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Both proteolysis-inducing factor (PIF) and angiotensin II have been shown to produce a depression in protein synthesis in murine myotubes concomitant with an increased phosphorylation of eukaryotic initiation factor 2 (eIF2alpha). Both PIF and angiotensin II were shown to induce autophosphorylation of the RNA-dependent protein kinase (PKR), and an inhibitor(More)
To investigate the mechanism by which beta-hydroxy-beta-methylbutyrate (HMB) attenuates the depression of protein synthesis in the skeletal muscle of cachectic mice, a study has been carried out in murine myotubes in the presence of proteolysis-inducing factor (PIF). PIF inhibited protein synthesis by 50% within 4 h, and this was effectively attenuated by(More)
Both tumor necrosis factor-alpha (TNF-alpha)/interferon-gamma (IFN-gamma) and angiotensin II (ANG II) induced an increase in total protein degradation in murine myotubes, which was completely attenuated by treatment with beta-hydroxy-beta-methylbutyrate (HMB; 50 microM). There was an increase in formation of reactive oxygen species (ROS) within 30 min, as(More)
The antioxidants butylated hydroxytoluene (BHT, 1 mM) and D-alpha-tocopherol (10 microM) completely attenuated protein degradation in murine myotubes in response to both proteolysis-inducing factor (PIF) and angiotensin II (Ang II), suggesting that the formation of reactive oxygen species (ROS) plays an important role in this process. Both PIF and Ang II(More)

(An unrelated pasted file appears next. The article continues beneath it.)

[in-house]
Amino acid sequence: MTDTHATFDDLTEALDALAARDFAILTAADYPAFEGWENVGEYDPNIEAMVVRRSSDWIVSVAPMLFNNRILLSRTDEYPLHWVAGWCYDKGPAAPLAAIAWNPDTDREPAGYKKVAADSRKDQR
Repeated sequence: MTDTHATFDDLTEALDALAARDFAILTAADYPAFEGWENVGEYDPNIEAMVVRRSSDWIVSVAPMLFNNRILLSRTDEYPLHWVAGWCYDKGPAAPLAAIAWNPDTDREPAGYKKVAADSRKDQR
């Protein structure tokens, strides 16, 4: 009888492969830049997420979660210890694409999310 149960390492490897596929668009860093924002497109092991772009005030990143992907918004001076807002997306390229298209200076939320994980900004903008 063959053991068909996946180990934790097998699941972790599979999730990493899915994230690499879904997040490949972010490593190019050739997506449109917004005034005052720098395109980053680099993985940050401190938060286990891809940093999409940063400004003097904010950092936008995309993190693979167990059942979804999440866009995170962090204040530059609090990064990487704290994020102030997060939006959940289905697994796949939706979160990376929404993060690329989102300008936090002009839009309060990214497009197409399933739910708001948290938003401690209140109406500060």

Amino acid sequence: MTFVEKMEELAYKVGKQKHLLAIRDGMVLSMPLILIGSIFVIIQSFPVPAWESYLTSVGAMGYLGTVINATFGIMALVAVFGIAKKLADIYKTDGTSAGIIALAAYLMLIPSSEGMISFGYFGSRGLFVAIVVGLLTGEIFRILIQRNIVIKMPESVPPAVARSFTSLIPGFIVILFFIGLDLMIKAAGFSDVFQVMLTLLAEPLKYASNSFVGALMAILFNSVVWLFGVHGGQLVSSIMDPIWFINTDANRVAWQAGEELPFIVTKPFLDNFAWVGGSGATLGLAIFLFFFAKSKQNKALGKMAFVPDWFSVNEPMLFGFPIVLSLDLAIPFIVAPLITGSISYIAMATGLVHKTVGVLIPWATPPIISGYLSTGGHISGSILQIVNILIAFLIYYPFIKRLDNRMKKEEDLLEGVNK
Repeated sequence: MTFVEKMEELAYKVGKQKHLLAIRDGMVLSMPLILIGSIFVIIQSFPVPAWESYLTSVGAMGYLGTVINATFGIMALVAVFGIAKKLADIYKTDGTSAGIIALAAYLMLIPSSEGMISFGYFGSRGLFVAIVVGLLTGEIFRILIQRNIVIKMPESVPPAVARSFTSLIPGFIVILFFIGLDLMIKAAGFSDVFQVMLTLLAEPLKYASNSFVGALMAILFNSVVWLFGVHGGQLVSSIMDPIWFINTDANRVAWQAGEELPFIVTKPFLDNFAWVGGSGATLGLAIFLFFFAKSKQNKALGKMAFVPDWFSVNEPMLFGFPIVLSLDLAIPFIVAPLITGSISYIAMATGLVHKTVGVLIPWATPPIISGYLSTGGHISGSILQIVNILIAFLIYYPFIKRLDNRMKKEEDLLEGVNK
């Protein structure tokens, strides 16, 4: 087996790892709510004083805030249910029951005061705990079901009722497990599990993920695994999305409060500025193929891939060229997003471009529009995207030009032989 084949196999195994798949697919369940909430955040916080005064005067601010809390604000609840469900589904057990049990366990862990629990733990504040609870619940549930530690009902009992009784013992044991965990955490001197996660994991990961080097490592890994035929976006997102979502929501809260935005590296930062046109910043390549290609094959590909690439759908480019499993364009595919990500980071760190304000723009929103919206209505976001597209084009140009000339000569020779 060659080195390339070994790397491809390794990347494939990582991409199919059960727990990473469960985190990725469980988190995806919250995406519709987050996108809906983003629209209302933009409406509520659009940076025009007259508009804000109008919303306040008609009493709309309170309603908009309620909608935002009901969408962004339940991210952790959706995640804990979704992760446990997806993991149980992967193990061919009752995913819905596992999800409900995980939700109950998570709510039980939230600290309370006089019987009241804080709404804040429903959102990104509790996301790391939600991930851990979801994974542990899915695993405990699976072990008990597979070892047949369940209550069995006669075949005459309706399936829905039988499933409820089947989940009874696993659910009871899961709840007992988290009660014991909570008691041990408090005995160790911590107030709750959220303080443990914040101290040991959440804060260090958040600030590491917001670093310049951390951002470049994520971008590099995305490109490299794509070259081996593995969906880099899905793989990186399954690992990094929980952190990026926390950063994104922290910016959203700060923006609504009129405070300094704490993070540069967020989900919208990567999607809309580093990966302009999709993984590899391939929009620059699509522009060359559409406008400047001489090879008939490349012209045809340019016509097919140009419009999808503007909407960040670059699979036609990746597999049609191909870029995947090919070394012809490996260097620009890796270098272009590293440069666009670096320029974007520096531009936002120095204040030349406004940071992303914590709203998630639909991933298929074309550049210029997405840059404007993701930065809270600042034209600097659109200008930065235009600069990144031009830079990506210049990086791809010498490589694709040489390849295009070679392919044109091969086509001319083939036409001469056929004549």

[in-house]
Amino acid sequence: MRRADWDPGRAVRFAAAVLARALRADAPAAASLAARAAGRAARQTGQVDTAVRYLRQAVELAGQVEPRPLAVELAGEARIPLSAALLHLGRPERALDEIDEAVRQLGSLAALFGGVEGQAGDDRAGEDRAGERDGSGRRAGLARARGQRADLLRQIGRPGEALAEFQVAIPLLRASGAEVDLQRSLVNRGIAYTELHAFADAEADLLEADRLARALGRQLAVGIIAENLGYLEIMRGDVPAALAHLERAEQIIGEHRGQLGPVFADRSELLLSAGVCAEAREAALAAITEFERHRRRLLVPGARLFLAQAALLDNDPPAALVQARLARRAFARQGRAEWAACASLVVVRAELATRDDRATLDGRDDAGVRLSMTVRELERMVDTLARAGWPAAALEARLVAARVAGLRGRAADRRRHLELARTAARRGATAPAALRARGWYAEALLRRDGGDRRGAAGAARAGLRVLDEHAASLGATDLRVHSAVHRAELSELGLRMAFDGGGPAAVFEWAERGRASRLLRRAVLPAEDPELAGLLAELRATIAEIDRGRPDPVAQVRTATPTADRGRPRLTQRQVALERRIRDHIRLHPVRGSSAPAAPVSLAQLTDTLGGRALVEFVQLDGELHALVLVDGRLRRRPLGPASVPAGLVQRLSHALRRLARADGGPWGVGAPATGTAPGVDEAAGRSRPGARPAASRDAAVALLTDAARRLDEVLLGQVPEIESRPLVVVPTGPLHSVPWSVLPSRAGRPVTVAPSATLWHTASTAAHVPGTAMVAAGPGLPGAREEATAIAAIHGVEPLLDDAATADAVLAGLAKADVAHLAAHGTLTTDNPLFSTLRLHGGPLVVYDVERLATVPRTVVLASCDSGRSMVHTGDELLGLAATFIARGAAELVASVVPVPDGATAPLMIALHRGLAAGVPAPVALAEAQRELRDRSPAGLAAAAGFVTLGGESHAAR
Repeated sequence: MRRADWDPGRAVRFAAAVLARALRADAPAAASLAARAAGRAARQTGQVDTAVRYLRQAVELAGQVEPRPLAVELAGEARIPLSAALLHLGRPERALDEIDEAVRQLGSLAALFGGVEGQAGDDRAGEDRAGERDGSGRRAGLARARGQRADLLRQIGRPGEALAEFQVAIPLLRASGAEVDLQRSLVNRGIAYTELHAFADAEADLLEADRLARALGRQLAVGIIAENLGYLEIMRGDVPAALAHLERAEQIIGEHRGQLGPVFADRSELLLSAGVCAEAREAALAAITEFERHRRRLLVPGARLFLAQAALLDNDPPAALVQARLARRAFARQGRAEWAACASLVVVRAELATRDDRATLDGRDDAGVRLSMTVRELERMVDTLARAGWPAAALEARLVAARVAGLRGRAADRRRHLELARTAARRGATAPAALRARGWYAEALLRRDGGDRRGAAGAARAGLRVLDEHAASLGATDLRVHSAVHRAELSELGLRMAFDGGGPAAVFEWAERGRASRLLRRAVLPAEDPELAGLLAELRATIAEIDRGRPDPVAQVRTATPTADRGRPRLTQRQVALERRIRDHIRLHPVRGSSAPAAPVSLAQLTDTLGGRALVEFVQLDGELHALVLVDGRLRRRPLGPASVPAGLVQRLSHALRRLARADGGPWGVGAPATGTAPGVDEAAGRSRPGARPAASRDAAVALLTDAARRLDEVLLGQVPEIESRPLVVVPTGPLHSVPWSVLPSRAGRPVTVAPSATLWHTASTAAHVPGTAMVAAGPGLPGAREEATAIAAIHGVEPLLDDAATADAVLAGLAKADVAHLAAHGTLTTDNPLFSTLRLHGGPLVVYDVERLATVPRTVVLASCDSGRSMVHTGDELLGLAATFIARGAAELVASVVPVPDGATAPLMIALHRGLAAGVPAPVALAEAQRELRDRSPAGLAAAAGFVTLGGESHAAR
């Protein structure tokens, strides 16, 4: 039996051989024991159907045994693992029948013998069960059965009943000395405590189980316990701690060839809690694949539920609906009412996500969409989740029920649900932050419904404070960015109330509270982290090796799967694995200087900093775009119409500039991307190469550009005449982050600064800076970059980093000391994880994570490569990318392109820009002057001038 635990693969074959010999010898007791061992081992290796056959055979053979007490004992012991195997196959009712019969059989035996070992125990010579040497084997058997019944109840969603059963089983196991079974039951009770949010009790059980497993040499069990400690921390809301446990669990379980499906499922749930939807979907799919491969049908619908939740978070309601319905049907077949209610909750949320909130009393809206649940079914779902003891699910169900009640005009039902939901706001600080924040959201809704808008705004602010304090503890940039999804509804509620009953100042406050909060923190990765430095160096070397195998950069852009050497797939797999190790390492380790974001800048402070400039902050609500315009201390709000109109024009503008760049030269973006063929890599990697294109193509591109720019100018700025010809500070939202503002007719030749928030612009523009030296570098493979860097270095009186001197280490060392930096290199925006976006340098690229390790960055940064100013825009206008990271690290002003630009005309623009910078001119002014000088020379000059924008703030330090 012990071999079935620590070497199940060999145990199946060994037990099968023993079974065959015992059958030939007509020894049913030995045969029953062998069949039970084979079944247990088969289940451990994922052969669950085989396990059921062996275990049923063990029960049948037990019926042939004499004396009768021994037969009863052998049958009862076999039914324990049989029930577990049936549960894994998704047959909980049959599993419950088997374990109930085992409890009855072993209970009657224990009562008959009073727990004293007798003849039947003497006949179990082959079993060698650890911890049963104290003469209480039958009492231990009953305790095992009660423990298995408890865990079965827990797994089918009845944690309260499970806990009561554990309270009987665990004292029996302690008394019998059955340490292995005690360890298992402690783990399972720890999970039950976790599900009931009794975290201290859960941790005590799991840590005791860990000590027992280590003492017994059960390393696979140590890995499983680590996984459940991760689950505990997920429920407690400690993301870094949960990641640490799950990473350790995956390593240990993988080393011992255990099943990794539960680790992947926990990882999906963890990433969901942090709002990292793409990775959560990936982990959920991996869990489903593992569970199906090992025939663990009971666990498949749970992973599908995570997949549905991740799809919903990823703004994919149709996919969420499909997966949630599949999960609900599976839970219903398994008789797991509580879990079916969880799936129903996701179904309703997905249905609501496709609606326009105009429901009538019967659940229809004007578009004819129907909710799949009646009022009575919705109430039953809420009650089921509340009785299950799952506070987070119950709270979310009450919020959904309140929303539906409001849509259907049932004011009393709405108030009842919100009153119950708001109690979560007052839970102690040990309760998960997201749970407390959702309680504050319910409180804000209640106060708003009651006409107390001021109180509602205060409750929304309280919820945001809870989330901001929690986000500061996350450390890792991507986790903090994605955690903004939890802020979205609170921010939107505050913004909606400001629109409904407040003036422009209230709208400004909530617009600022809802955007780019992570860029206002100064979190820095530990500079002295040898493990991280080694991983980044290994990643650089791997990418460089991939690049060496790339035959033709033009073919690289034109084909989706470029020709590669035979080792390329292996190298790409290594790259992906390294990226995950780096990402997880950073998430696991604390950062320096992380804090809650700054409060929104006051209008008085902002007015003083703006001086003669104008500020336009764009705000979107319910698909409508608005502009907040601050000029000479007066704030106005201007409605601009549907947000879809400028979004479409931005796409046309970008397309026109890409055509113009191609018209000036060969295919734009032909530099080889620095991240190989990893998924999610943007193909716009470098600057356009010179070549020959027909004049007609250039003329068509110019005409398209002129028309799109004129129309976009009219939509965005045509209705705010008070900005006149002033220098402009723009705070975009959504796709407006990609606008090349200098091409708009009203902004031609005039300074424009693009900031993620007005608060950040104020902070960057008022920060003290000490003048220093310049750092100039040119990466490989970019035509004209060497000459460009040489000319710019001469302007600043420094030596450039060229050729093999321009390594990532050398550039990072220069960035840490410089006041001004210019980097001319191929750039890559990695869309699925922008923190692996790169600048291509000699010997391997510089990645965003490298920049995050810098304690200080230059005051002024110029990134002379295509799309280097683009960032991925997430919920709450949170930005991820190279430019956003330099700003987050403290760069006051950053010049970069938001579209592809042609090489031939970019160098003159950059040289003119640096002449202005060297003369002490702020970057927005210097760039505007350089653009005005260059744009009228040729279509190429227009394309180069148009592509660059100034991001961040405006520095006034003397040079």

In the present study, the BCAAs (branched-chain amino acids) leucine and valine caused a significant suppression in the loss of body weight in mice bearing a cachexia-inducing tumour (MAC16), producing a significant increase in skeletal muscle wet weight, through an increase in protein synthesis and a decrease in degradation. Leucine attenuated the(More)
beta-Hydroxy-beta-methylbutyrate (HMB; 50 microM) has been shown to attenuate the depression in protein synthesis in murine myotubes in response to lipopolysaccharide (LPS), tumor necrosis factor-alpha (TNF-alpha) with or without interferon-gamma (IFN-gamma), and angiotensin II (ANG II). The mechanism for the depression of protein synthesis by all three(More)
Previous studies suggest that the activation (autophosphorylation) of dsRNA-dependent protein kinase (PKR) can stimulate protein degradation, and depress protein synthesis in skeletal muscle through phosphorylation of the translation initiation factor 2 (eIF2) on the a-subunit. To understand whether these mediators are important in muscle wasting in cancer(More)
Insulin-like growth factor-I (IGF-I) has been shown to attenuate protein degradation in murine myotubes induced by angiotensin II through downregulation of the ubiquitin-proteasome pathway, although the mechanism is not known. Angiotensin II is known to upregulate this pathway through a cellular signalling mechanism involving release of arachidonic acid,(More)
Inhibition of dsRNA-activated protein kinase (PKR), not only attenuates muscle atrophy in a murine model of cancer cachexia (MAC16), but it also inhibits tumour growth. In vitro the PKR inhibitor maximally inhibited growth of MAC16 tumour cells at a concentration of 200 nM, which was also maximally effective in attenuating phosphorylation of PKR and of(More)
The role of Ca(2+) in the activation of PKR (double-stranded-RNA-dependent protein kinase), which leads to skeletal muscle atrophy, has been investigated in murine myotubes using the cell-permeable Ca(2+) chelator BAPTA/AM (1,2-bis (o-aminphenoxy) ethane-N,N,N',N'-tetraacetic acid tetra (acetoxymethyl) ester). BAPTA/AM effectively attenuated both the(More)